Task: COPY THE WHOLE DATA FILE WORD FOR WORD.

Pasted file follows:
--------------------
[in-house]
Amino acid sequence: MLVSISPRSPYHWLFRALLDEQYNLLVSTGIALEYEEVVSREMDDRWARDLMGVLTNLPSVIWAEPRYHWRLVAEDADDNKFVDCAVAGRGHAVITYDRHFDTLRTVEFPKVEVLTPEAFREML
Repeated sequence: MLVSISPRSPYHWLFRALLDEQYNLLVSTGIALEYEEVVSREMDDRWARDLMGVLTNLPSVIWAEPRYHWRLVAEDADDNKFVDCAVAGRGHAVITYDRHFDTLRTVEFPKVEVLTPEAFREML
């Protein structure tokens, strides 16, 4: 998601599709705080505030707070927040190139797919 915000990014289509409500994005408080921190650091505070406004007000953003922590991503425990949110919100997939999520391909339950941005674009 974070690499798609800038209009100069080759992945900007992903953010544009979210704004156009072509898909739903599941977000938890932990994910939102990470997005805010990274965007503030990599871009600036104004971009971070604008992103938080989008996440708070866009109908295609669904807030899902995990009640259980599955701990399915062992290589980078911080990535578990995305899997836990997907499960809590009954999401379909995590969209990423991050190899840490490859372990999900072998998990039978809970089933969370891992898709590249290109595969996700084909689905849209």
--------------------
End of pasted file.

[in-house]
Amino acid sequence: MLVSISPRSPYHWLFRALLDEQYNLLVSTGIALEYEEVVSREMDDRWARDLMGVLTNLPSVIWAEPRYHWRLVAEDADDNKFVDCAVAGRGHAVITYDRHFDTLRTVEFPKVEVLTPEAFREML
Repeated sequence: MLVSISPRSPYHWLFRALLDEQYNLLVSTGIALEYEEVVSREMDDRWARDLMGVLTNLPSVIWAEPRYHWRLVAEDADDNKFVDCAVAGRGHAVITYDRHFDTLRTVEFPKVEVLTPEAFREML
């Protein structure tokens, strides 16, 4: 998601599709705080505030707070927040190139797919 915000990014289509409500994005408080921190650091505070406004007000953003922590991503425990949110919100997939999520391909339950941005674009 974070690499798609800038209009100069080759992945900007992903953010544009979210704004156009072509898909739903599941977000938890932990994910939102990470997005805010990274965007503030990599871009600036104004971009971070604008992103938080989008996440708070866009109908295609669904807030899902995990009640259980599955701990399915062992290589980078911080990535578990995305899997836990997907499960809590009954999401379909995590969209990423991050190899840490490859372990999900072998998990039978809970089933969370891992898709590249290109595969996700084909689905849209």